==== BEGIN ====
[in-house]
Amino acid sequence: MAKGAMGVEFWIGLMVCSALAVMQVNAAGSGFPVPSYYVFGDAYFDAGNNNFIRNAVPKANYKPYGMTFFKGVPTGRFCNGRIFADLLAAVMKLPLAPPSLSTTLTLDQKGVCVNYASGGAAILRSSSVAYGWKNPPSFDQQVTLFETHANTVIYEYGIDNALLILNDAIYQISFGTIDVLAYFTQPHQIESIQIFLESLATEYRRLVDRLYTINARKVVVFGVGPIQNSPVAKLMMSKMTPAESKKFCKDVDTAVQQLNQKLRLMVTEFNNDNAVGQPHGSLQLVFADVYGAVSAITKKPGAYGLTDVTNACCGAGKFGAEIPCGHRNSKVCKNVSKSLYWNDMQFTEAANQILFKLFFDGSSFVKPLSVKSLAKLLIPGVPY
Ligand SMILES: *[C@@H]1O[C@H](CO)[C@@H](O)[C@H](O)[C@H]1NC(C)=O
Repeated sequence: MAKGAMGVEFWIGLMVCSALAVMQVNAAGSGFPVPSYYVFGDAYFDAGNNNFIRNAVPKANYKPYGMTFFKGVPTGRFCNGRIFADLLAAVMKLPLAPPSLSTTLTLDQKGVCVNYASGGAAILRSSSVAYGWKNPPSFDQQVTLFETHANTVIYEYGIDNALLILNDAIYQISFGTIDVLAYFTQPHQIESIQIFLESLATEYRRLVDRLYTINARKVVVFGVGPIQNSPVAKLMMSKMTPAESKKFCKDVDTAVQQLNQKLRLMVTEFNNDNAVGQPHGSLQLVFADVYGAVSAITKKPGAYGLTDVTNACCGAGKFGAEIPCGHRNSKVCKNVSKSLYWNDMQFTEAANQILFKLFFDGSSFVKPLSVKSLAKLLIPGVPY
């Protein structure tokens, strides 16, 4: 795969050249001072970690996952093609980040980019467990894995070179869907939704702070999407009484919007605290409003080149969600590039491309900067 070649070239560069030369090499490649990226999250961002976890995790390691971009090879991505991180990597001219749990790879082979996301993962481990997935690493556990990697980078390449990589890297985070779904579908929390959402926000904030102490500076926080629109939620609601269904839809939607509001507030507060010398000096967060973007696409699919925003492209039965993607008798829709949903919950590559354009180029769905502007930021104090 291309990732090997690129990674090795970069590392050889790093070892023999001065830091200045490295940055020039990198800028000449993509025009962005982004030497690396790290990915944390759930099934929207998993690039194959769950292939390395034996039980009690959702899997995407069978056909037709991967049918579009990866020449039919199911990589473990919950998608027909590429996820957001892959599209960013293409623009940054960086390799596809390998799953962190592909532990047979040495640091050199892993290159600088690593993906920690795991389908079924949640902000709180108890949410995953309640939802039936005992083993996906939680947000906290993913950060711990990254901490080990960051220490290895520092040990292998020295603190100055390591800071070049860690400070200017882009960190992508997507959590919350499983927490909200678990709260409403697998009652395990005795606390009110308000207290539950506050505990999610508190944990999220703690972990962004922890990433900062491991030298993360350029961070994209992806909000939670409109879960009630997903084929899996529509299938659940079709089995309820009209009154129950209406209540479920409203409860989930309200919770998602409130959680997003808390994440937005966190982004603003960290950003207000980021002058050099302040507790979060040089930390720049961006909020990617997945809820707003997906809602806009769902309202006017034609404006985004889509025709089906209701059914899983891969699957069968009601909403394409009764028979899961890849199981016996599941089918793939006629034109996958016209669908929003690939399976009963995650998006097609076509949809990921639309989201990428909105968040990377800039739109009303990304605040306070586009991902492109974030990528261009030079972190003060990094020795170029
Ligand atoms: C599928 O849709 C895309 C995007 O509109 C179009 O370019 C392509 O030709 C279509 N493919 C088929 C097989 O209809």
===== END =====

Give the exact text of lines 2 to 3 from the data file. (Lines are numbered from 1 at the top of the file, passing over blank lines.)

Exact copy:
Amino acid sequence: MAKGAMGVEFWIGLMVCSALAVMQVNAAGSGFPVPSYYVFGDAYFDAGNNNFIRNAVPKANYKPYGMTFFKGVPTGRFCNGRIFADLLAAVMKLPLAPPSLSTTLTLDQKGVCVNYASGGAAILRSSSVAYGWKNPPSFDQQVTLFETHANTVIYEYGIDNALLILNDAIYQISFGTIDVLAYFTQPHQIESIQIFLESLATEYRRLVDRLYTINARKVVVFGVGPIQNSPVAKLMMSKMTPAESKKFCKDVDTAVQQLNQKLRLMVTEFNNDNAVGQPHGSLQLVFADVYGAVSAITKKPGAYGLTDVTNACCGAGKFGAEIPCGHRNSKVCKNVSKSLYWNDMQFTEAANQILFKLFFDGSSFVKPLSVKSLAKLLIPGVPY
Ligand SMILES: *[C@@H]1O[C@H](CO)[C@@H](O)[C@H](O)[C@H]1NC(C)=O